When you are a young parent it’s easy to forget your child is not your possession. That you do not own them. You are entitled to their raising and responsible for their safety but eventually they will individuate from you, they will crave their independence, their own lives. This is an inevitability. To rob them of this would be the greatest crime. My sons have taught and are teaching me how very true this is. Raising their little sister is a different experience because I know what it’s like to have teenagers. I know how a child stretches out, develops, unveils their adult selves in their responses, glances, the way they carry themselves. I know all too clearly how they remember what you say and use it against you as the case may be. When my daughter says she hates something with all her might I kneel down, I look in her eyes, I make sure she’s not just being difficult. I believe her. I let her know I’m listening to her, I can hear her. I do the same with my sons. They know I hear them, I believe them, I think what they have to say matters. And as tempting as it may be I don’t lie to my children.
My husband’s parents and his sister refused to come to our wedding. The reasons are obvious, I lack the right skin color, bank account and ability to play along in a sick family system. It was incredibly painful for both myself and my husband. In fact the pain they caused him raised a rage in me I didn’t know I had. Apparently they told my husband or he assumed they didn’t consider weddings important since they had a courthouse wedding without much ceremony. I always knew that wasn’t the reason but I chose to let it be. Fast forward almost three years and they’re flying up from Nevada for his sister’s wedding. In a sitcom it would be hilarious. In real life it’s disgustingly cruel. My husband is caught between feeling a duty to them as his family to attend and standing firm that since I’m not welcome and they refused to attend ours he will not go. And he certainly won’t bring our daughter while I stay home seeing red.
So often the families we are given are not the families we would choose. I have to let my husband make his own decision. They are his parents. She is his sister. But I will protect my daughter. A very long time ago I was in the same situation my daughter is in now, My mother’s family did not accept my father and although they allowed my mother to bring me to visit them, my father was not welcome. In an effort to protect me I was not told any of this until I was fourteen. I’ll never forget it. I was so angry I never spoke to my grandparents again. I don’t want my daughter blindsided and feeling lied to. I told her that her grandma and grandpa and Aunt didn’t come to her Mommy and Daddy’s wedding because they didn’t want Daddy to marry Mommy. But that we’ve worked out a lot of the angry feelings. I explained that she doesn’t know her Aunt because her Aunt doesn’t like mommy’s skin color and doesn’t think she’s good enough for Daddy. My daughter in her beautiful innocence said she has fire hands and she will fire her. I laughed and told her that wouldn’t be necessary. I said sometimes adults make silly choices and it takes them a long time to learn to make better ones. But we can be an example of love and not hate. Upon hearing that she cried out “I love you Mommy!” and gave me the biggest squeezingest hug that warmed my heart from the inside out.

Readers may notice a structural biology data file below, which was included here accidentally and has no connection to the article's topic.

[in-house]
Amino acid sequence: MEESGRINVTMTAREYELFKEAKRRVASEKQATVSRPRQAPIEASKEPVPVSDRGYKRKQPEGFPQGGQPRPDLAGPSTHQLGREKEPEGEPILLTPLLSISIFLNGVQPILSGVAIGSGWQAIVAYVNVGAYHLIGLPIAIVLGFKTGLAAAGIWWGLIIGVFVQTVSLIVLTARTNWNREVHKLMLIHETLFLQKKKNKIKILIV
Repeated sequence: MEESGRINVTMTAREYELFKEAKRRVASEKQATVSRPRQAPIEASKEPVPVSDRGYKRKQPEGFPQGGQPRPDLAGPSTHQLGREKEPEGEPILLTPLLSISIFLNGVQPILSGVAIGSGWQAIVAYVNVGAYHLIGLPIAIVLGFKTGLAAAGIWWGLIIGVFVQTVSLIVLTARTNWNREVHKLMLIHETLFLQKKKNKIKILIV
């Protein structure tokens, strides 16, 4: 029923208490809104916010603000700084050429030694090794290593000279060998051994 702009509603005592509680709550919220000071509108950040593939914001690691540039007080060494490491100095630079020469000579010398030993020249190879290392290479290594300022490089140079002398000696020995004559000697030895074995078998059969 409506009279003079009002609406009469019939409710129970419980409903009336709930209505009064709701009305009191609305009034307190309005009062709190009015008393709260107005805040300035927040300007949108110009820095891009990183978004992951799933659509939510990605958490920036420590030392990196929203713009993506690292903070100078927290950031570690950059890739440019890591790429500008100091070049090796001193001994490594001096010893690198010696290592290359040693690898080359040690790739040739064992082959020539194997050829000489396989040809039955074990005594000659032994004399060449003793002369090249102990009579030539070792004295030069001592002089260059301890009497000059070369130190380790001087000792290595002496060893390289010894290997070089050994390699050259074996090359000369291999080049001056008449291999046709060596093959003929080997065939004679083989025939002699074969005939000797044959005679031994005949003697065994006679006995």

I know this is not the end of the questions. Or even the end of the drama. But in my house we are safe, in my house we tell each other the truth and in my house we love our differences. When my daughter is fourteen she’ll already know the story. She’ll be free to make her own choices about who she wants a relationship with. All through her life, even when my husband’s parents’ said I was not allowed to set foot on their property I let him take our infant daughter to visit them. It crushed me every time. When she’s a little older and better able to understand I’ll tell her that too. I want her to know that I never came between her father’s family and her, even though they tried to make me into that kind of person.
I know not everyone would agree with my way of handling the situation but the beauty of it is I don’t care. I went through it and I know how it felt and what I wished someone would have told me as a child because I always knew something was wrong I just had no name for it. If anyone is reading this dealing with their own family drama I would urge you to be as honest as possible with your children because they see more than you think they see, they hear more than you think they hear and they know much more than you realize. Of all the mistakes I’ve made in my life I’ve never regretted telling my children the truth. Being honest with your children plants seeds inside them so that when they are adults and talking with others their words can become beautiful blossoms with petals of wisdom able to change the course of the world.